Bull Market States, Bear Market States and Trading Anomalies

Bull Market States, Bear Market States and Trading Anomalies

Posted on May 13, 2019

Market State 2: Bullish

Canterbury Volatility Index (CVI 59) The low in volatility was CVI 58 on 5/6/19. Low volatile periods are subject to single day outliers called “trading anomalies.”

Bull markets are typically accompanied by low or decreasing volatility. There is no such thing as a volatile bull market. Overall, investors’ moods are generally cautious. Thus the saying, “Bull markets will crawl a wall of worry.” Bull Market States trade in a rational manor.  Thus, a diversified portfolio, with low correlation among the securities held, will experience a significant reduction in risk. Risk, during a bull Market State environment, is typically limited to a “correction” defined as an 8% to 12% decline from the peak value. These market “pullbacks” (-5% or less) and “corrections” occur randomly and are difficult or impossible to predict.

Trading anomalies, defined as a short period of a few large down trading days called outliers. They generally occur during bull Market States and follow a period of extremely low volatility. Trading anomalies tend to generate a lot of short-term emotion, and extensive media coverage because they come as an unexpected surprise.

Trading anomalies are often confused with the beginning of a bear market. Both display similar irrational behavior. The difference between the two, is that a “trading anomaly” seems to occur out of nowhere, typically at or close to a new high.

On the other hand, an irrational bear-Market State is typically preceded by an extended period of high or increasing volatility and decreasing prices. Investors become emotional as they see months of large swings, more down than up, in the value of their portfolios. They tend to trade based on their gut feelings. Unfortunately, markets generally behave in a counter intuitive manor, particularly during bear market environments. Investors tend to feel the most pessimistic at, or near, the market bottom. Once the sellers are washed out, then a transition period will begin and eventually a new bull market follows.

It is important to note that Canterbury studies show that low volatile bull Market States, followed by a few trading anomalies, will not shift to a bear market, over a short period of time. It takes an extended period of increasing volatility to shift investor psychology to move from a buy/hold/rebalance mentality, that is popular following an extended bull market, to the other extreme. Which is panic selling, which tends to happen near a market bottom and prior to a substantial rally.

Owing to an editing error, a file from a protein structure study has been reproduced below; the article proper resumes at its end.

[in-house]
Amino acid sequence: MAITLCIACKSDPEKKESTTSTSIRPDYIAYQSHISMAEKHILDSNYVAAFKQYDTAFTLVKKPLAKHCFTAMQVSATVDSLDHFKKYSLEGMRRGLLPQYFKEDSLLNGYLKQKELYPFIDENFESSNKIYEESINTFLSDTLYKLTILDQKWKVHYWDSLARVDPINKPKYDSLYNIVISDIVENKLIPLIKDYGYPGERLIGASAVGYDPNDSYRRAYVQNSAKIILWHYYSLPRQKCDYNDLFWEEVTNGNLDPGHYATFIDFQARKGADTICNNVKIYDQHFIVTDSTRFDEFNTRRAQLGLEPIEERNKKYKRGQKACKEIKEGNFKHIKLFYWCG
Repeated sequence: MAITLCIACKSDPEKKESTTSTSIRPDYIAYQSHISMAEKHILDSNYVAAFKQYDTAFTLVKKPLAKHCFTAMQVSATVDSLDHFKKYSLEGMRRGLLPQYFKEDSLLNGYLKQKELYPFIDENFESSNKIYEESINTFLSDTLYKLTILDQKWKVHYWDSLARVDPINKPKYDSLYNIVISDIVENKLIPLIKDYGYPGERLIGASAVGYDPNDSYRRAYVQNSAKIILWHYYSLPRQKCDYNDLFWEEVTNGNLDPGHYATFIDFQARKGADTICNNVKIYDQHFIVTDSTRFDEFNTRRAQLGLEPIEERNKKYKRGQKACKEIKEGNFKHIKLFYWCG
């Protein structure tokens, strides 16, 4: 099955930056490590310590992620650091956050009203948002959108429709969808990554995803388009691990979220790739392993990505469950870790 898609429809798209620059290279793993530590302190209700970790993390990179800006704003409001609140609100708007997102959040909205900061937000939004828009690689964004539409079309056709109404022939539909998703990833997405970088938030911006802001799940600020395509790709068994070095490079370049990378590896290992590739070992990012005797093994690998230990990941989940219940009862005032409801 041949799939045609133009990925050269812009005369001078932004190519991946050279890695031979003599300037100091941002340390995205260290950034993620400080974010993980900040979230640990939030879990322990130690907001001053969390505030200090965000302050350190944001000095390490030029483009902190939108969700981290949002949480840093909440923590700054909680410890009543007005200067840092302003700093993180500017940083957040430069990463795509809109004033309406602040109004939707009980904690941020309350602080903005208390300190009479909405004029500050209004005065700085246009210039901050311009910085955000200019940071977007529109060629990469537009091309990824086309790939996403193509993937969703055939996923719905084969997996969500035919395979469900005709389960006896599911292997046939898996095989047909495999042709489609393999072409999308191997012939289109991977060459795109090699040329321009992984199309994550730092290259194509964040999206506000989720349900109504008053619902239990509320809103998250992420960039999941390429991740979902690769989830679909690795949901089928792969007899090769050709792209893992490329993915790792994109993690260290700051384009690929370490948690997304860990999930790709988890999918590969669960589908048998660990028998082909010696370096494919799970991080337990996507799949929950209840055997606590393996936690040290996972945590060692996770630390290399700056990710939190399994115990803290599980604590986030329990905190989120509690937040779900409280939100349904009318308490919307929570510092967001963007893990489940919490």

Traditional portfolio management discourages selling or adapting the portfolio to match the existing market environment – bull or bear. Conventional wisdom says to just hold your positions in order to confirm that investors will not miss the “big up days when they occur.” They say that missing the largest up days will have a significant impact on total returns over the long run.

What these pundits do not understand is that both, the largest up days, and largest down days typically occur during bearish Market State environments. The exception is the daily outliers during bull Market States.  In other words, it is best to adapt and stabilize the portfolio, during bear markets, to reduce the impact of these multiple large daily outliers that occur over an extended period. The problem is that traditional portfolio management can not distinguish the difference between a bull and a bear market environment. As a result, traditional buy and hold for the long-term (called strategic asset allocation) has no answer for a bear market.

Bottom Line:
Today (Monday) is a prime example of a Trading Anomaly. The day’s activity will be analyzed and scrutinized every way possible by the financial media. Today is just an outlier… a “trading anomaly.”  This is not the beginning of a bear market. It will soon be forgotten.
 
 
Canterbury Investment Management: Tom Hardin

More About Tom Hardin

As Chief Investment Officer, Tom has more than 30 years of experience in the investment management industry and has a broad breadth of knowledge. He is known as an innovator, educator and has been revolutionary in the advancements of portfolio and risk management.

Every effort was used to provide accurate data and mathematical calculations to provide, what we believe to be, accurate results. Canterbury Investment Management, LLC, and its principal owners, make no guarantee of completeness or accuracy of data or calculations as well as conclusions of any statistical data or information contained in the simulation illustrated on this page. Past results or performance is in no way a guarantee of future results.